John Kerr

Author ››› John Kerr
  • VIDEO: Donald Trump's Years Of Birtherism

    Blog ››› ››› JOHN KERR

    Donald Trump has pushed birtherism in years of interviews:

    As he tries to erase all of this, the press cannot forget that Trump's entire political identity was based on pushing this racist conspiracy.

  • VIDEO: What Right-Wing Media Get Wrong About The Unemployment Rate

    Blog ››› ››› JOHN KERR & DAYANITA RAMESH

    Right-wing media personalities have long claimed that the economy is worse off than it is in reality by citing inappropriate figures to distort the full picture. They claim that the “real” unemployment rate is much higher than the figure reported by the Bureau of Labor Statistics (BLS), and they often point to the labor force participation rate as the main indicator of how healthy job growth is.

    Donald Trump has claimed that the unemployment rate is as high as 42 percent, saying “these are the real unemployment numbers – the 5 percent figure is one of the biggest hoaxes in modern politics.” PolitiFact gave that claim a rating of “Pants on Fire,” its worst possible verdict, but right-wing media have repeatedly enabled this lie by claiming that as many as 94 million Americans are "not in the labor force," failing to note that this 94 million includes: students, retirees, stay-at-home parents, and those institutionalized in mental health or penal facilities. As of August 2016, the official unemployment rate is 4.9 percent, down from a peak of 10 percent in October 2009 following the financial crisis.

    Conservative pundits like to cite the labor force participation rate, which is the percentage of the population that is in the labor force, as proof that the economy is in decline. They use this rate because it is downward trending while the unemployment rate has been steadily improving for nearly six years. The reason the labor force participation rate is on the decline though, is because "baby boomers" are retiring en masse; in fact, roughly 10,000 people reach retirement age every day. Labor force participation peaked during the Clinton administration, and President Obama inherited an economy in the midst of a deep recession from President Bush. The idea that Obama is to blame for an imaginary economic decline is just misinformation.

    Many economists agree that the employment to population ratio is a better measure of economic health -- as it represents the number of jobs available as a proportion of the total population -- and the ratio has been gradually improving since the end of the recession.

    These types of myths are harmful. CNN Money recently highlighted a study from the John J. Heldrich Center for Workforce Development at Rutgers University which found that while the unemployment rate is only 4.9 percent, 57 percent of Americans “believe it is a lot higher” because the “general public has ‘extremely little factual knowledge’ about the job market and labor force.” The article also noted how “Donald Trump has tapped into this confusion” by “repeatedly call[ing] the official unemployment rate a ‘joke’ and even a ‘hoax.’”

  • VIDEO: How Right-Wing Lies Become Mainstream News

    The Fox Cycle, Explained

    Blog ››› ››› DAYANITA RAMESH & JOHN KERR

    The Fox Cycle is the process by which Fox News pushes right-wing fringe stories into the mainstream news. Fox distorts facts, spreads myths as truths and devotes heavy, one-sided coverage to make viewers believe in baseless, manufactured stories -- and, worse, to convince mainstream media outlets to cover these lies.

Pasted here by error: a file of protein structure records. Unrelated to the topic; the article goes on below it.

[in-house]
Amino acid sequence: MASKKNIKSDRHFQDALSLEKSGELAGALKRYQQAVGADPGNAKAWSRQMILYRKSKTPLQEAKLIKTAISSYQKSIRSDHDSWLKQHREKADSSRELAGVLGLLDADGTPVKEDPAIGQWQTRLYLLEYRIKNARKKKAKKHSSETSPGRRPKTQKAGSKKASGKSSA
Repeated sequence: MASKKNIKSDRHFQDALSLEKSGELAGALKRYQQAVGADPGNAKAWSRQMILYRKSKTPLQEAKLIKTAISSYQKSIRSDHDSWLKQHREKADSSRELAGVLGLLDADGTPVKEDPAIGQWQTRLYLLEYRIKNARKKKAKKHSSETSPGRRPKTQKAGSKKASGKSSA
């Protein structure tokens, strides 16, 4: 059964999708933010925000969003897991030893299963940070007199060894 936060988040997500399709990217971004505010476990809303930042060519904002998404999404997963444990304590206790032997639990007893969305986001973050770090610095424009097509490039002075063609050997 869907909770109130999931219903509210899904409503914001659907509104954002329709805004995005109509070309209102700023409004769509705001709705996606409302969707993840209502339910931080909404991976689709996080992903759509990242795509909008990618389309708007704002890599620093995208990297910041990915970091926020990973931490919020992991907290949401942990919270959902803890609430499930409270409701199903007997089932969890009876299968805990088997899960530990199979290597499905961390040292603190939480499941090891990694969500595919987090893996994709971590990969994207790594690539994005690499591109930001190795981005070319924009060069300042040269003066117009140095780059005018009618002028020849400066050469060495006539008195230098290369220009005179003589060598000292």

The Fox Cycle occurs in six steps:

    1. Right-wing bloggers, talk radio hosts, and other conservative media outlets start promoting a fringe or false story.
    2. Fox News picks up the story and gives it heavy, one-sided coverage.
    3. Fox News and conservative media attack the "liberal media" for ignoring it.
    4. Mainstream media outlets eventually cover the story, echoing the right-wing distortions.
    5. Fox News receives credit for promoting the story.
    6. The story is later proved to be false or wildly misleading, long after damage is done.

    The Fox Cycle is the reason why some people believe that Planned Parenthood is in the business of selling fetal body parts, why some people still think the 2012 presidential election was rigged against Mitt Romney, why some people are convinced that voter ID laws prevent fraud and why climate denial is rampant. Even after the truth has emerged, proving the story false, there are still many people left with the impression that there’s some truth or credibility to the claims.

    While Fox News is mainly to blame for picking up these fringey stories in the first place, mainstream news outlets must be careful not to echo their right-wing manufactured distortions as truths. Fact checking and debunking misinformation is especially important this campaign season.

  • Fox News' Obscene And Ridiculous Trump Infomercial

    Blog ››› ››› JOHN KERR

    On May 26, Fox News aired an hour-long special, Meet The Trumps, in which On The Record host Greta Van Susteren spent the hour asking flattering questions of presumptive GOP nominee Donald Trump and his immediate family. Multiple critics compared the special to the state-run media of a dictatorship.

    This is what the special looks like when you remove Trump and his family's answers:

  • VIDEO: Megyn Kelly Repackaged A Year’s Worth Of Fox Interview Questions To Trump

    Blog ››› ››› TYLER CHERRY, COLEMAN LOWNDES & JOHN KERR

    Fox News anchor Megyn Kelly’s widely panned interview with presumptive GOP presidential nominee Donald Trump failed to bolster her carefully crafted image as a hard-hitting journalist. Indeed, Kelly recycled a series of softball questions her fellow Fox personalities have previously asked Trump.